If you are separating from your partner or getting a divorce, then the question of where your children will live, and how often each partner will see them, are tough decisions to make.
Everybody’s situation is unique, and there is sometimes no right or wrong answer. The interests of the child are paramount in family law. What matters is that the children are safe, secure and happy.
What used to be called ‘custody’ and ‘access’ are now called ‘residence’ and ‘contact’.
According to online factsheets prepared by Resolution, the family lawyers’ association, the court will look at what is in the best interests of the child, and will apply a ‘welfare checklist’, looking at: the child’s wishes and feelings; their physical, emotional and educational needs; and their age, sex, background and any other relevant characteristics.
It also looks at: the likely effect of any change in the child’s circumstances; any harm which the child has suffered or is at risk of suffering; and how capable each parent is of meeting the child’s needs.
A Cafcass officer may be asked to help you decide what to do, or to help the court decide. ‘Cafcass’ is also known as the Children and Family Court Advisory Support Service. It is an independent organisation that promotes the welfare of children and advises family courts.
A residence order decides where the child is to live, and with whom the child is to live. The granting of a residence order to someone automatically gives that person parental responsibility for the child.
The child can not have their surname changed or be removed from the UK for more than one month unless everyone with parental responsibility agrees or there is a court order.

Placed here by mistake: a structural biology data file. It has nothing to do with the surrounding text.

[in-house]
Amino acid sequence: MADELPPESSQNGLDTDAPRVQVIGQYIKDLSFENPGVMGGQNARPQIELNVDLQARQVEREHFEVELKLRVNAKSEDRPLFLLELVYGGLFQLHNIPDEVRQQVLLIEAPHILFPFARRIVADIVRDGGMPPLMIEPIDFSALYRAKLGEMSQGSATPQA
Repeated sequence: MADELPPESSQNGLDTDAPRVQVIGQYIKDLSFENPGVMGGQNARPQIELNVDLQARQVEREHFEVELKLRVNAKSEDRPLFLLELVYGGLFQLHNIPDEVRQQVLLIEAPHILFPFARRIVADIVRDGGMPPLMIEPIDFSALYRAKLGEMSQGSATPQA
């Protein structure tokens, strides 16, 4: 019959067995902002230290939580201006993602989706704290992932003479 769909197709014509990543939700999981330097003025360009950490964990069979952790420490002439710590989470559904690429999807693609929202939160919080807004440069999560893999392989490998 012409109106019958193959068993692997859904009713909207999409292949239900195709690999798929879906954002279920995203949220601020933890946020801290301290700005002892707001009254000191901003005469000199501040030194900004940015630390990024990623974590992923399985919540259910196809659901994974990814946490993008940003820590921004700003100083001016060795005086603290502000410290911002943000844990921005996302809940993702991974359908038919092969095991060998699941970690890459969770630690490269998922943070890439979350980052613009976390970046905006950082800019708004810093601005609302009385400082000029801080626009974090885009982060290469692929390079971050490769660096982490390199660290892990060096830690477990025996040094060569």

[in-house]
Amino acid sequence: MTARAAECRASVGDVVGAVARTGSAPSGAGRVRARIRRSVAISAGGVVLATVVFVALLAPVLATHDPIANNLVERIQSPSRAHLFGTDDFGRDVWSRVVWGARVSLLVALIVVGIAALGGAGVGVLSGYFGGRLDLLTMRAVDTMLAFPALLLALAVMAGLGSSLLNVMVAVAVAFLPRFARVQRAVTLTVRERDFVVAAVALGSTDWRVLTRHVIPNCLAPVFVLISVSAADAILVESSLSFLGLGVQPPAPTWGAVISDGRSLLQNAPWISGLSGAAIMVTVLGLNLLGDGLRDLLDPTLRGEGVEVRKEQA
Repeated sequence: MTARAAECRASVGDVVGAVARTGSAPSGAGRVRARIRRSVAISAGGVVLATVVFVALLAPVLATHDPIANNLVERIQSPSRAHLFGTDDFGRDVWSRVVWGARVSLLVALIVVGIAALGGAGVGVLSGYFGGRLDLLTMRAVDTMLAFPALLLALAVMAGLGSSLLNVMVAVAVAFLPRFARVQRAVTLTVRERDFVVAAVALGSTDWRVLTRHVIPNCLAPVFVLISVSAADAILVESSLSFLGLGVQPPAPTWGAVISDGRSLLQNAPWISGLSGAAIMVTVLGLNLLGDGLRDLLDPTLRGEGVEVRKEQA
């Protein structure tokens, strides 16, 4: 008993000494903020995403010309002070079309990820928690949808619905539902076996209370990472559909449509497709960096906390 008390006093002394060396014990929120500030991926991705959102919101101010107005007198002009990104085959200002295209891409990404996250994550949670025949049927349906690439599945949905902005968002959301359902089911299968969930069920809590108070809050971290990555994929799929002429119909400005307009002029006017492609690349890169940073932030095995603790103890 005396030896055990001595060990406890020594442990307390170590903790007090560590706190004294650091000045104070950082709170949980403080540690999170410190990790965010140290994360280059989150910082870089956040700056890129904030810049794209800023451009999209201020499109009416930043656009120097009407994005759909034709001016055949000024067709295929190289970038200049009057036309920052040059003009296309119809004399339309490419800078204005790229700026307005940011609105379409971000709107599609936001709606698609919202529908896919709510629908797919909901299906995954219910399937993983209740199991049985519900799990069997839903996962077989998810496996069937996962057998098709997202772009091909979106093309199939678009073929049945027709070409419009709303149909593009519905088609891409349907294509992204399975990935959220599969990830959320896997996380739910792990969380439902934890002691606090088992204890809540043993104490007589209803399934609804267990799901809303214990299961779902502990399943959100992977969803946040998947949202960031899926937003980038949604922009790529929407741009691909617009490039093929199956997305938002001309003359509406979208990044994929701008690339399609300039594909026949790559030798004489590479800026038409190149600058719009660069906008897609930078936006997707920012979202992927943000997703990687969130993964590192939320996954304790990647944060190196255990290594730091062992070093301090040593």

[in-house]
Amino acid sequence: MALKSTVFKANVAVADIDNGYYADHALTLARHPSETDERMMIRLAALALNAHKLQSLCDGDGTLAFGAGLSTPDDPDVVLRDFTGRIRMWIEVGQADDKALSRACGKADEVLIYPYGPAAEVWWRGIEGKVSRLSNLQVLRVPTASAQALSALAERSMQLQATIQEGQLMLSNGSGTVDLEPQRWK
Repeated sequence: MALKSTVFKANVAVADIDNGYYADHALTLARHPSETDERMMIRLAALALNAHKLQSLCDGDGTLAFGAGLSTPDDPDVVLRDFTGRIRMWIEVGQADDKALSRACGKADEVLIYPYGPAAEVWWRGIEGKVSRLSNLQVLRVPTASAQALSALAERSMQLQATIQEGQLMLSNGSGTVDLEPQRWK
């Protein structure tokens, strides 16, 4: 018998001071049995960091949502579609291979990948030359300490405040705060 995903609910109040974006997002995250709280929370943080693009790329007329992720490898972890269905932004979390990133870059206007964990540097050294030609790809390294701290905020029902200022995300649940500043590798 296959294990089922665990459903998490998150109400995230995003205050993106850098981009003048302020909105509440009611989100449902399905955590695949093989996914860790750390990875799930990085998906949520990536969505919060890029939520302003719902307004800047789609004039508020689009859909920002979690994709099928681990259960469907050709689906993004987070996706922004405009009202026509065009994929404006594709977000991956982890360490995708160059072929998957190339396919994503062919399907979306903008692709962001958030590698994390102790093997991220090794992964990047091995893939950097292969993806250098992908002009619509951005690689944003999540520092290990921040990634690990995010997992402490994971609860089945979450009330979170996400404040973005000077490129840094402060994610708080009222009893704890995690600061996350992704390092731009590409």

Residence orders last until the child is 16, although they can last longer than this.
A contact order requires the person with whom the child lives to allow that child to visit, stay or have contact with, a person named in the order. Contact can be by letter or video as well as face-to-face. They can be specific, naming times and dates, or more open. They can apply to parents or to siblings or wider family members. In some cases, contact must be supervised by a third person.
Contact orders last until the child is 16, unless there are exceptional circumstances.
Breaking a contact order can be a contempt of court, a criminal offence with serious consequences.
LexisNexis LawyerLocator complies with the Solicitors Regulation Authority's Code of Conduct 2011 regarding referrals published by the Solicitors Regulation Authority, and any solicitor to whom we refer you is an independent professional, from whom you will receive impartial and confidential advice. You are free to choose another Solicitor. In the event that you instruct a solicitor, LexisNexis LawyerLocator will be paid a referral fee of up to £40 per solicitor, per accepted enquiry, but this will not be added to your bill.